07 February 2007

Doing Alaska Proud

Former Alaska Senator Mike Gravel's quest for the presidency received some high-level coverage yesterday... of course, it's not exactly positive:

The larger disaster was the long harangue of former Alaska senator Mike Gravel, a strident critic of almost everything and promoter of a folly -- a national initiative process -- that not even a deranged blogger could love. Someone has to give him the hook before the real debates begin.
David Broder doesn't think too highly of Gravel's idea. I can't blame him, really. After Fairbanks' recent experience with the initiative and referendum process, who does?

I guess Gravel could always rely on the old saw, "I do not care what you say about me so long as you spell my name correctly."


GeoRip said...

Yes, Mike has always done Alaska proud. He is a statesman that does America proud. Check out his record. I don't know why you think David Broder is anything but a pompous windbag, try out William Greider's opinion instead.
Also take a look at www.gravel08.us

I'm sorry that you had a disapointing experience with the initiative process. If enough people feel strongly the way you do, you can always take the initiative to overturn the results. Democracy doesn't mean you always win but it should mean you always have a chance to have a meaningful vote.

The issues which confront America and the world today, from healthcare and the IRS to global warming and war, will require a fortitude and determination which the Republicrats and Demublicans with their corporate shills seem incapable of. It is time the people had a seat at the table of power, it is our government after all. Learn the Swiss example, from whom we copied the ballot initiative process, for 160 years they have gone to the ballot box 4 times a year to vote on the major issues of their governance, the details of which they leave to their obedient legislators. That is what eternal vigilence means to their liberty. Please don't take these issues too glibly. Nome may be far from the halls of power but your opinion counts.
George Ripley

Published on Thursday, February 8, 2007 by The Nation
Mike Gravel's Campaign
by William Greider

Last weekend, C-Span radio was broadcasting live the speeches of presidential candidates before the Democratic National Committee in Washington. I was listening in the car while running errands. Bill Richardson, the New Mexico governor, was holding forth when I ducked into a store. When I got back to the car, a different candidate was speaking, a voice I didn't recognize.

"We made a grave mistake," he said. "We should have the courage to admit it. We must bring our troops home now -- not six months from now, not a year from now -- NOW! One more American death for ‘our vital interest' is not worth it. We all know ‘vital interest' is code for oil."

Wow. Who is the guy?

"The Democrats in control of Congress need to act resolutely -- and I'm not talking about some mealy-mouthed, non-binding resolutions. They need to precipitate a constitutional confrontation with the George Bush."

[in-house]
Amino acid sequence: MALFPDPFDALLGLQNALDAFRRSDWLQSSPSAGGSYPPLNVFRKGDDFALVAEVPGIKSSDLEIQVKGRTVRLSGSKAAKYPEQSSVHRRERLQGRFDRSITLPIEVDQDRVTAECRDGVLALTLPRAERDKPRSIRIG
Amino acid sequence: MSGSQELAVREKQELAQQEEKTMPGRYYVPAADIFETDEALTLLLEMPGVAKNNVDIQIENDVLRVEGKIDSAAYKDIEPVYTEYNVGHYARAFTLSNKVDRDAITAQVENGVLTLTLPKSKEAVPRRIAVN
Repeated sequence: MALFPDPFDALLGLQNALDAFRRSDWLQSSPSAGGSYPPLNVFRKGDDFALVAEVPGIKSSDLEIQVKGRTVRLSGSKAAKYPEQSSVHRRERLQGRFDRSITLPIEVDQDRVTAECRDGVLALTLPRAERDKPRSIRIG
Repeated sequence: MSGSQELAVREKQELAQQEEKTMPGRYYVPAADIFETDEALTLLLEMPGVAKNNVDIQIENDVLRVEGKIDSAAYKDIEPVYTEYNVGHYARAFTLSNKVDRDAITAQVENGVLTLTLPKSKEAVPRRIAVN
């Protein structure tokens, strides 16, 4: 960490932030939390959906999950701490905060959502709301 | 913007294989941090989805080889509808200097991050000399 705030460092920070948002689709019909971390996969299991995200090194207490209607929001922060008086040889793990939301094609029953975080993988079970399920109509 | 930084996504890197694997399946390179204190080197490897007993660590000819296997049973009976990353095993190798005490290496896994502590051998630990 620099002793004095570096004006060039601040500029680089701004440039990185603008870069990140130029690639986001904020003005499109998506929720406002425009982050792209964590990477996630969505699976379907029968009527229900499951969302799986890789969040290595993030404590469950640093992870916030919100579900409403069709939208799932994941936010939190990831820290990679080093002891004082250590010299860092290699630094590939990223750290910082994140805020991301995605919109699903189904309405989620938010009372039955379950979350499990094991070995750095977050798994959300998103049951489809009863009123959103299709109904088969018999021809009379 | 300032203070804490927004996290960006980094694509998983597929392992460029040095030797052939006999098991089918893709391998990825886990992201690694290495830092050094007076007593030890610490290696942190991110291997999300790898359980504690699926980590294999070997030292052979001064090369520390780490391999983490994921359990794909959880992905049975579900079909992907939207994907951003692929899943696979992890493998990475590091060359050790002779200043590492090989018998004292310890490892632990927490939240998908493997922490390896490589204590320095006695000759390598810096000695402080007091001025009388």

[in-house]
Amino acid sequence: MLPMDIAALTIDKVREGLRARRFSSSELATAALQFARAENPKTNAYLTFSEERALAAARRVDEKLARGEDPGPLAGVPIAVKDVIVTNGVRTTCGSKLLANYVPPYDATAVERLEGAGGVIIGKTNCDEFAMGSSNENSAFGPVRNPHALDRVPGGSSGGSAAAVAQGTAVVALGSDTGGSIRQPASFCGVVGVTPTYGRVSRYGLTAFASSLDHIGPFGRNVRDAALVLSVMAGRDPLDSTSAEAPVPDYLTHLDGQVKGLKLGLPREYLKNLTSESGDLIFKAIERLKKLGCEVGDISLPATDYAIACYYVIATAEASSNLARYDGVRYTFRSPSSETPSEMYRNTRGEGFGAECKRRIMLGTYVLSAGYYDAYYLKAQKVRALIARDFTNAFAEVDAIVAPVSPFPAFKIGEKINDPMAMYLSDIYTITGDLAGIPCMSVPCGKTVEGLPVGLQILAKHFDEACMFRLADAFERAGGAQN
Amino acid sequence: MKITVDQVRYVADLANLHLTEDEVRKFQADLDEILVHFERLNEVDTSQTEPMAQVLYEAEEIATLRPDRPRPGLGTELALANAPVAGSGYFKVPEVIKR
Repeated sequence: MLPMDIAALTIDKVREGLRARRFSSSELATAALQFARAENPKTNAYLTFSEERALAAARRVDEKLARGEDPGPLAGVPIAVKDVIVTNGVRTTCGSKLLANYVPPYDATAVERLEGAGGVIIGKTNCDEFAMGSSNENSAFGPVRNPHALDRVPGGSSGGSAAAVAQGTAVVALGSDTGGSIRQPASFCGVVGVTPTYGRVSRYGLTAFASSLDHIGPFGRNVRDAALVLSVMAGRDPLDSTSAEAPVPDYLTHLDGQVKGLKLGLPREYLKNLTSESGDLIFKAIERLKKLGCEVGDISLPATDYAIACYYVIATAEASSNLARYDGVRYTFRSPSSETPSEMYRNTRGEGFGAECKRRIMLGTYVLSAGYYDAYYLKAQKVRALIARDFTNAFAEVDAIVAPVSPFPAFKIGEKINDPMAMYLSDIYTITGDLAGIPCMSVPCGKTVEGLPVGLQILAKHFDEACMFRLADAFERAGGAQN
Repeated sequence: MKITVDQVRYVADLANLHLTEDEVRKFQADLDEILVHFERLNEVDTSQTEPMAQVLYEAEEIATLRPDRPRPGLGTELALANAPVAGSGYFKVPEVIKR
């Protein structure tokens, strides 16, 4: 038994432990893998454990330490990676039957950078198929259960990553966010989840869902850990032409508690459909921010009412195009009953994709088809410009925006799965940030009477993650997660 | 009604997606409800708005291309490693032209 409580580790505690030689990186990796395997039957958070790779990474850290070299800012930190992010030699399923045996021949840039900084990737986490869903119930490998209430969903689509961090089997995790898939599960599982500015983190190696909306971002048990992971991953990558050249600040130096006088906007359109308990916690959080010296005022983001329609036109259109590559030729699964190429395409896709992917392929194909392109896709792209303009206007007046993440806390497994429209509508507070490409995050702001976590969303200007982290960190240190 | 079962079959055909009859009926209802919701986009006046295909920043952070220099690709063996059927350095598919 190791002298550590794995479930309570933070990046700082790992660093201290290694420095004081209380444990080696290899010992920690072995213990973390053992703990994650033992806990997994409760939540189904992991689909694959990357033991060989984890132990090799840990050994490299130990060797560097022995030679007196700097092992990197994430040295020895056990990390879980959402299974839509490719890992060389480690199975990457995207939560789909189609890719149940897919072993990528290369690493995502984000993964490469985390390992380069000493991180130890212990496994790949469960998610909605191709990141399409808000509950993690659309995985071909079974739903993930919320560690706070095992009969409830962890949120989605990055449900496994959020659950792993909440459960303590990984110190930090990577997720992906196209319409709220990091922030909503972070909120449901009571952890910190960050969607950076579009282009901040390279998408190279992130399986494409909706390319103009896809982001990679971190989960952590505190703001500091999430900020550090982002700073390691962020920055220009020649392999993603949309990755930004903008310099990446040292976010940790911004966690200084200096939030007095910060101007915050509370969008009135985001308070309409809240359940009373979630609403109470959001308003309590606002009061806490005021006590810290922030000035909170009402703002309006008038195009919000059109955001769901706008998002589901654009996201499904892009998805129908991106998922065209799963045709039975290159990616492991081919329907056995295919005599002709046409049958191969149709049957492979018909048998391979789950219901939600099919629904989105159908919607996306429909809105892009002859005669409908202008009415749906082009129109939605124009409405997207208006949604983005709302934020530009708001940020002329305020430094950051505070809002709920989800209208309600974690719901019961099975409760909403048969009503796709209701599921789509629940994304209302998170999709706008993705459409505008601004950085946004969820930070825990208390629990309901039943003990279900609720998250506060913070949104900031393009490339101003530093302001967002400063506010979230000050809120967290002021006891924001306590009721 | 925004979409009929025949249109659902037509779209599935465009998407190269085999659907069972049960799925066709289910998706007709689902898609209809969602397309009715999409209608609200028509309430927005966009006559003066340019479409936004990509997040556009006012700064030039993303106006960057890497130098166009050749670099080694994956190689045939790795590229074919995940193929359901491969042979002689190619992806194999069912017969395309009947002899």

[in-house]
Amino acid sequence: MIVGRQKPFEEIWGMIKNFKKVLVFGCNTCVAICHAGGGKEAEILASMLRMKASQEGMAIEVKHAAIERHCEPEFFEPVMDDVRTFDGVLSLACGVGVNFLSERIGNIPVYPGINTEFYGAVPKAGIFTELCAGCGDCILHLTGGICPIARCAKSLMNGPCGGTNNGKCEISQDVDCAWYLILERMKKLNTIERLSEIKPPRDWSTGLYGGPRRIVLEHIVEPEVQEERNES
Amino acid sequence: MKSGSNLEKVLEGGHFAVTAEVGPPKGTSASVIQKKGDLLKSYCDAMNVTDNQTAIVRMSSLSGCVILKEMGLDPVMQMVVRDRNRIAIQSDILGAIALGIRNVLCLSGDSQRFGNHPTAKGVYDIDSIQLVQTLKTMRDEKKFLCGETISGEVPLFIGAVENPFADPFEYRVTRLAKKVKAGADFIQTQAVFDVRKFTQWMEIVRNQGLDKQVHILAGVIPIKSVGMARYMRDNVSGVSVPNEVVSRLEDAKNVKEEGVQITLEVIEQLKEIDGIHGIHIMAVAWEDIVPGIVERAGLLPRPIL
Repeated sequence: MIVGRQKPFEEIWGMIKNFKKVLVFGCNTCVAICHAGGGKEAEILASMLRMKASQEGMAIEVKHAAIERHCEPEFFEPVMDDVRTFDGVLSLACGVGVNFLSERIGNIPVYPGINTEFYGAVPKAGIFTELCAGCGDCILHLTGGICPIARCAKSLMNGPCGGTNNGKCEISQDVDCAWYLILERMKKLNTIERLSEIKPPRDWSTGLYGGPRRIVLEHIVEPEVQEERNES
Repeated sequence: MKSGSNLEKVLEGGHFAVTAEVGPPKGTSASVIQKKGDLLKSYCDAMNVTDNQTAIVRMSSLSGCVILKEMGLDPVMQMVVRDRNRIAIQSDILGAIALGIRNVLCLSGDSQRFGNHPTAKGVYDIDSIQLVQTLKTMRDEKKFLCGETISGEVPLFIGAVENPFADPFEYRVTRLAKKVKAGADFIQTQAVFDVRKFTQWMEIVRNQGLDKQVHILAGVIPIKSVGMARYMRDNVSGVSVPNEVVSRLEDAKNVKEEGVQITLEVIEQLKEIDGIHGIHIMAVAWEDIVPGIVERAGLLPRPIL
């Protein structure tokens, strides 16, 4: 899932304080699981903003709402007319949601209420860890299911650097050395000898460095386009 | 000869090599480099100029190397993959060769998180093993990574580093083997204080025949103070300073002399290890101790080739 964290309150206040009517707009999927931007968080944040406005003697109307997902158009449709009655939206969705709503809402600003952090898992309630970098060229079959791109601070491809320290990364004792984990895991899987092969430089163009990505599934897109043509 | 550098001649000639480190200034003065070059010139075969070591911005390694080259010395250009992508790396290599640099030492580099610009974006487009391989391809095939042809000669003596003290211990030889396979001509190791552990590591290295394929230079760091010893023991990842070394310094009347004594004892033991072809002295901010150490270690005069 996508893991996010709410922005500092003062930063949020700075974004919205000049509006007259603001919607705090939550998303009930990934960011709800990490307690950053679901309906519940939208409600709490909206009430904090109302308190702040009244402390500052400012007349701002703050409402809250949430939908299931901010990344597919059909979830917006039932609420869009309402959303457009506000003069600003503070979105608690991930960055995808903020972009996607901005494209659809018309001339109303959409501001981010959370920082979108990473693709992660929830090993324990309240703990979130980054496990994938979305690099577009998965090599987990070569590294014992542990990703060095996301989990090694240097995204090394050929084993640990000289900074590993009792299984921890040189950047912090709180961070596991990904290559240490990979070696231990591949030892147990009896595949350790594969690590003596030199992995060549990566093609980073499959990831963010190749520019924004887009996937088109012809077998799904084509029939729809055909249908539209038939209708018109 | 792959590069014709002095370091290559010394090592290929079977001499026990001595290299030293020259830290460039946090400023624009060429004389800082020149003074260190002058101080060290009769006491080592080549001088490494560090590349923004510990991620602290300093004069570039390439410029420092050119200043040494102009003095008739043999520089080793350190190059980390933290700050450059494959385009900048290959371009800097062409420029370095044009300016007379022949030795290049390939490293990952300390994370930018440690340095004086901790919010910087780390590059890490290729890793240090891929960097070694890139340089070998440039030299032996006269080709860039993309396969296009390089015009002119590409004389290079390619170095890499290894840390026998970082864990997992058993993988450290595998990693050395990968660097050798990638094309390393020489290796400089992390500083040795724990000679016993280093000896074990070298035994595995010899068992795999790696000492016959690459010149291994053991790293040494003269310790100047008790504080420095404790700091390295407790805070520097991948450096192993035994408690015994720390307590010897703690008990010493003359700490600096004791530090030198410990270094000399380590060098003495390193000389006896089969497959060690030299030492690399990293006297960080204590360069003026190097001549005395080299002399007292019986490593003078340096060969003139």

It's not Dennis Kucinich. I know his voice.

"We have become a nation ruled by fear. Since the end of the Second World War, various political leaders have fostered fear in the American people -- fear of communism, fear of terrorism, fear of immigrants, fear of people based on race and religion, fear of gays and lesbians in love who just want to get married and fear of people who are somehow different. It is fear that allows political leaders to manipulate us all and distort our national priorities."

Yes! I was working up real enthusiasm for this guy, but still didn't know his name. He then assailed the American-led arms race and the claim of "American exceptionalism" made by some of his fellow candidates.

"We are indeed a great nation, one that has made significant contributions to humanity. But our leaders are promoting delusional thinking when boasting that the United States and Americans are superior to the rest of the human race. We are no better and no worse."

I don't know if I've ever heard an American politician say that. He illustrated the point by observing that Americans are mainly "Number One" in production of weapons, consumer spending, debt, people in prison, energy consumption and environmental pollution.

"The major problems we face are all global in nature -- energy, the environment, terrorism, drugs, war, immigration, disease, economic and cultural globalization. These problems require global solutions that can only be addressed by concerted diplomacy and cooperation, not jingoism about America's super power superiority."

Amen. He talked too long, but what an inspiring speech it was. Afterwards, I learned his name -- Mike Gravel, the former two-term senator from Alaska.

As a gutsy politician, Gravel was always out there. He championed the Alaska state fund that distributes the state's vast oil revenues directly to all its citizens. During the Vietnam war, he filibustered against renewal of the military draft. He unilaterally declassified the Pentagon papers by staging a one-man hearing where he read the documents into the Congressional Record.

This year, Mike Gravel is running for president and promoting a national initiative by which citizens could legislate laws directly. Look for him at the "cattle calls" where Democratic candidates gather. He is 76 years old. He is still speaking truth to power. They can't shut him up.

William Greider, a political journalist and author, has been a reporter for more than 35 years for newspapers, magazines and television. Over the past two decades, he has persistently challenged mainstream thinking on economics.

Anonymous said...

WHAT? Gravel is now taking credit for the Alaska Permanent Fund? Puleease!